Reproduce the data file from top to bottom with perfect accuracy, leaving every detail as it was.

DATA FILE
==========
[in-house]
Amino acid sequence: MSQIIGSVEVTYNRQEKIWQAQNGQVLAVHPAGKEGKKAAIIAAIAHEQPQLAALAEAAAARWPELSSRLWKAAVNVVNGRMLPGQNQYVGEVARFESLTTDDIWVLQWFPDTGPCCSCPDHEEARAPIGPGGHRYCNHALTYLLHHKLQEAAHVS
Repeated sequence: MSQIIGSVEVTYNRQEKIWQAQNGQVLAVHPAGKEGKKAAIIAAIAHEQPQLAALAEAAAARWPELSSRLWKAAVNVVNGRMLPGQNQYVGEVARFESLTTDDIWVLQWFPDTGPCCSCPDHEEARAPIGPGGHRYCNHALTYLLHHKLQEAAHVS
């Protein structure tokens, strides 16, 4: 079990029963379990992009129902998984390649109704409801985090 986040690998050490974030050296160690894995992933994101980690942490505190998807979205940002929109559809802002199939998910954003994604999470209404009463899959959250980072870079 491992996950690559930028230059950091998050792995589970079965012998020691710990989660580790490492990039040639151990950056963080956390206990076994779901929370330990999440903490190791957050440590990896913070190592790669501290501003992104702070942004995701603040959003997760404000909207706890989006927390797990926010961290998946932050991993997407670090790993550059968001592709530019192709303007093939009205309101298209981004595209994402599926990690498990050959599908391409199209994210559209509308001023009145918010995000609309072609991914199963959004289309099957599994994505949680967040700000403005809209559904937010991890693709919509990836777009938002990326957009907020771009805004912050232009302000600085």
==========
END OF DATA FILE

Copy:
[in-house]
Amino acid sequence: MSQIIGSVEVTYNRQEKIWQAQNGQVLAVHPAGKEGKKAAIIAAIAHEQPQLAALAEAAAARWPELSSRLWKAAVNVVNGRMLPGQNQYVGEVARFESLTTDDIWVLQWFPDTGPCCSCPDHEEARAPIGPGGHRYCNHALTYLLHHKLQEAAHVS
Repeated sequence: MSQIIGSVEVTYNRQEKIWQAQNGQVLAVHPAGKEGKKAAIIAAIAHEQPQLAALAEAAAARWPELSSRLWKAAVNVVNGRMLPGQNQYVGEVARFESLTTDDIWVLQWFPDTGPCCSCPDHEEARAPIGPGGHRYCNHALTYLLHHKLQEAAHVS
């Protein structure tokens, strides 16, 4: 079990029963379990992009129902998984390649109704409801985090 986040690998050490974030050296160690894995992933994101980690942490505190998807979205940002929109559809802002199939998910954003994604999470209404009463899959959250980072870079 491992996950690559930028230059950091998050792995589970079965012998020691710990989660580790490492990039040639151990950056963080956390206990076994779901929370330990999440903490190791957050440590990896913070190592790669501290501003992104702070942004995701603040959003997760404000909207706890989006927390797990926010961290998946932050991993997407670090790993550059968001592709530019192709303007093939009205309101298209981004595209994402599926990690498990050959599908391409199209994210559209509308001023009145918010995000609309072609991914199963959004289309099957599994994505949680967040700000403005809209559904937010991890693709919509990836777009938002990326957009907020771009805004912050232009302000600085």